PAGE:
Actually, those stretch goals are available for the next year, if you feel like supporting us. There are dozens of companies for whom buying out the GPL or MIT/Apache 2 licensing option would be an extremely good deal. For Wordpress.com, the GPL goal would be saved in <1yr on servers costs alone. We wrote the algorithm they're using now, and it's several generations behind. Google could decide it's low-hanging fruit for making the web faster.
But none of these potential companies are likely to be interested until we hit our first goal and we have delivered stable versions. So it's up to you, for now, to help us make this happen.
It's hard to nail down pricing this early, but it won't exceed $185 for a 3 year license.
Yes! Imageflow will handle overlays, alpha blending, and composition much better than ImageResizer, and is not limited to a certain number of images. Imageflow can consume and produce multiple images in a single operation.
We hired a videographer, not an editor. Do you know one? We gained access to the Final Cut files on June 11th, so there's not really enough time make it match our requested script at this point.
We've had a few people bring this up - angry that we sell AGPLv3 exceptions to software that we also accept contributions to (via the Apache Contributor Agreements).
First: third-party contributions to imaging software are excessively rare, usually constituting 0.5%-5% of all commits. It's not that the OSS community doesn't want to help - it's that image processing is a very, very deep domain, and it might take 6 months of weekend work to craft a correct patch to some libraries. Discrete math and signal processing is hard.
Second: Can you guess who said this? "I consider selling exceptions an acceptable thing for a company to do, and I will suggest it where appropriate as a way to get programs freed."
Richard Stallman himself. Source: https://www.fsf.org/blogs/rms/selling-exceptions
They are alike in that they are both cross-platform and designed to support .NET core. They are different in both product scope and focus.
ImageProcessorCore is a general-purpose image processing toolkit written entirely in C#, which greatly lowers the bar for .NET developers to experiment with codecs and pixel manipulation in a language they may be comfortable in. It's designed with the eventual goal to replace many of the common functions available in System.Drawing with an emphasis on correctness of output and ease of use. We encourage you to contribute to ImageProcessorCore development and check it out at https://github.com/JimBobSquarePants/ImageProcessor/tree/Core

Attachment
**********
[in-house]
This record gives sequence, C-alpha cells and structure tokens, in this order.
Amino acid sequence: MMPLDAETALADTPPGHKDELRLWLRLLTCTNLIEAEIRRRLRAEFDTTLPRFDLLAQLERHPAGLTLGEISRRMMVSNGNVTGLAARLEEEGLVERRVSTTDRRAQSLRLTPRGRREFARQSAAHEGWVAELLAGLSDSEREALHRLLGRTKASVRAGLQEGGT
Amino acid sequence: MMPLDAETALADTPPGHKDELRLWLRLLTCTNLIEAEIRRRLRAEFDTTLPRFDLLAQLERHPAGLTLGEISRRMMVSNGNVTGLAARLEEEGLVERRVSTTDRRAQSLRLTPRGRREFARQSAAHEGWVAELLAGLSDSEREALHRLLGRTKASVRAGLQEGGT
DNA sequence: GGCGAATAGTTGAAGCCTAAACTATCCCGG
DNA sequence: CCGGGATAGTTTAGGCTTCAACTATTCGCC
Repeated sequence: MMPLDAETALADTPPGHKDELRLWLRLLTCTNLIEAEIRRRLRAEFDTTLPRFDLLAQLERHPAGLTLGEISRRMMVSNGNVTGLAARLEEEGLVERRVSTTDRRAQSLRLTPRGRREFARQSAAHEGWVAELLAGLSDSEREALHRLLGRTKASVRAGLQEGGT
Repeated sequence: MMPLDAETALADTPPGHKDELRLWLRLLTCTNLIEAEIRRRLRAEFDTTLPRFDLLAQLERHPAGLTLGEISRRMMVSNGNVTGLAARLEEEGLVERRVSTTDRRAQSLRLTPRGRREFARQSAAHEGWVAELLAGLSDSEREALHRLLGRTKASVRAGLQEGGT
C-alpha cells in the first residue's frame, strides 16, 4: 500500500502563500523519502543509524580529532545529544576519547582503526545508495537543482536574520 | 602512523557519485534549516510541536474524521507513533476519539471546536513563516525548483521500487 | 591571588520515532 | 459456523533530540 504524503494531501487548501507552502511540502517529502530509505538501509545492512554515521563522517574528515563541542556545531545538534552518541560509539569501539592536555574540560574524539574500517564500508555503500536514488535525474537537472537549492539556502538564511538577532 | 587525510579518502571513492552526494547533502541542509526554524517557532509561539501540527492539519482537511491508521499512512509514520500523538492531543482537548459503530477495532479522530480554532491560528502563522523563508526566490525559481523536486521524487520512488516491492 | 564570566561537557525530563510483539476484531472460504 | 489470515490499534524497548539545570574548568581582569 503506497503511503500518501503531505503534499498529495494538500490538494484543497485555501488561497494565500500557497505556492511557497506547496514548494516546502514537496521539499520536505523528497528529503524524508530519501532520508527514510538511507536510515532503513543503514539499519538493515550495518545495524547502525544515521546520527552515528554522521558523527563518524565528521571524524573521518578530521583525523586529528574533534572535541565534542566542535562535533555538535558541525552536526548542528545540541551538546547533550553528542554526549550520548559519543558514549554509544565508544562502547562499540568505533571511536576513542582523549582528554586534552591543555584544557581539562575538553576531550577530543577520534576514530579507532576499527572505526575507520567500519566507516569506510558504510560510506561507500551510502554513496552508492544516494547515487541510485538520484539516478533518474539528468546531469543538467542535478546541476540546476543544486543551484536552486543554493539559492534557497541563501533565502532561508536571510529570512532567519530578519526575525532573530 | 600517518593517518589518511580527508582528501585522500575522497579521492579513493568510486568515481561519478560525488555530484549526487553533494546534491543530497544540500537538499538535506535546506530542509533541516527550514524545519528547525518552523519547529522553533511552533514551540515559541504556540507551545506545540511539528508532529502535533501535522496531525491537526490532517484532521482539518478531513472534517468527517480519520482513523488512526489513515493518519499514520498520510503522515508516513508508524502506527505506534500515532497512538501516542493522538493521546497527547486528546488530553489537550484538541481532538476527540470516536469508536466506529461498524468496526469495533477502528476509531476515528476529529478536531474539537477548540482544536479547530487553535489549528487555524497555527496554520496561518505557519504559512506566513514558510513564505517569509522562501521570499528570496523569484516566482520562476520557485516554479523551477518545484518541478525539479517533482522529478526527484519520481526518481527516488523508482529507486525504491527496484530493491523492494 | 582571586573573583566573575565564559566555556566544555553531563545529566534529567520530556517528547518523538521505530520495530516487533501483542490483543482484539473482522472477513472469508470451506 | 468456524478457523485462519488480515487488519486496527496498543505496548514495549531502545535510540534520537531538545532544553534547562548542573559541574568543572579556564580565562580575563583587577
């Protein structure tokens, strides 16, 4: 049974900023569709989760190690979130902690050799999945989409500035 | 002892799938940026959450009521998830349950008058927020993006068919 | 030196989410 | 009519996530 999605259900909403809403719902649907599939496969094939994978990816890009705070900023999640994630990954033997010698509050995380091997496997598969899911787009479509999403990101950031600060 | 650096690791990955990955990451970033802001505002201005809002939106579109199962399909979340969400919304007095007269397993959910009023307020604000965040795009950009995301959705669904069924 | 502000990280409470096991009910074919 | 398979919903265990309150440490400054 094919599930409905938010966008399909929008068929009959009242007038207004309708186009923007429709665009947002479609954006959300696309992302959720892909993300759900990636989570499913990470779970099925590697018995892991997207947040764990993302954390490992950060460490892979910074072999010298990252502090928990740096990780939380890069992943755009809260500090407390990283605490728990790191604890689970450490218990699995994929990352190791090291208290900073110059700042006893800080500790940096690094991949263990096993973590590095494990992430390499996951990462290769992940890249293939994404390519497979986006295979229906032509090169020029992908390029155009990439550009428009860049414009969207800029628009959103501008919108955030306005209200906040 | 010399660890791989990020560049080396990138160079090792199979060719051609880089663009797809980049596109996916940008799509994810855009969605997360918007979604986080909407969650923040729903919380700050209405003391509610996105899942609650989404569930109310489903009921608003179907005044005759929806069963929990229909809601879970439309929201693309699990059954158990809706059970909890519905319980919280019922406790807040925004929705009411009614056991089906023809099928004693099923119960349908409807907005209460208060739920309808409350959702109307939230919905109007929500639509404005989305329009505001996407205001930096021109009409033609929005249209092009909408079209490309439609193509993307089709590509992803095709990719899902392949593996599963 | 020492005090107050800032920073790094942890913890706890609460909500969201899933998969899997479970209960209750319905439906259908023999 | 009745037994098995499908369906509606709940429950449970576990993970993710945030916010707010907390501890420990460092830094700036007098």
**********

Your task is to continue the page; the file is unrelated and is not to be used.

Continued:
If you want to touch individual pixels using C#, you should definitely try ImageProcessorCore.
Imageflow is written in Rust and C11, and makes heavy use of assembler and SIMD intrinsics. We're laser focused on server-side image manipulation, where bounded runtime cost, high throughput, and low latency are important. We only target image formats that browsers support, and while our operation-graph approach is extremely capable, it's unlikely that we will support a large range of image operators or artistic effects in the core library.
We're focused on ensuring commonly used functions are correct, extremely fast, and visually stunning, and that these functions collaborate well with image decoders and encoders to avoid many common kinds of signal loss and wasted bandwidth.
Our product focus is on end-to-end correct image handling, by default, for all images, even when given vague constraints or goals. If, once Imageflow reaches beta, you can take 20 minutes and manually produce a significantly better result for a given image and operation set, we request a copy of the data so that we can add a failing integration test and improve the codebase.
Having a common JSON API shared between the command-line, server, and FFI interface makes it easy to reuse code and modify your scaling strategy with little work, but we expect, as with ImageResizer, that the querystring API (e.g. ..my.imageflow.server/container/image.jpg?width=300 ) will remain the most popular way to use the software, and that most users won't need any integration code whatsoever.
Our goal is to enable developers with no domain knowledge to handle images and art correctly. With your help, we can succeed.
No, but we travel quite inexpensively, and are located near a hub (Denver, Colorado).
Travel hours are free for the first trip, but billed at half-rate for subsequent on-premise visits.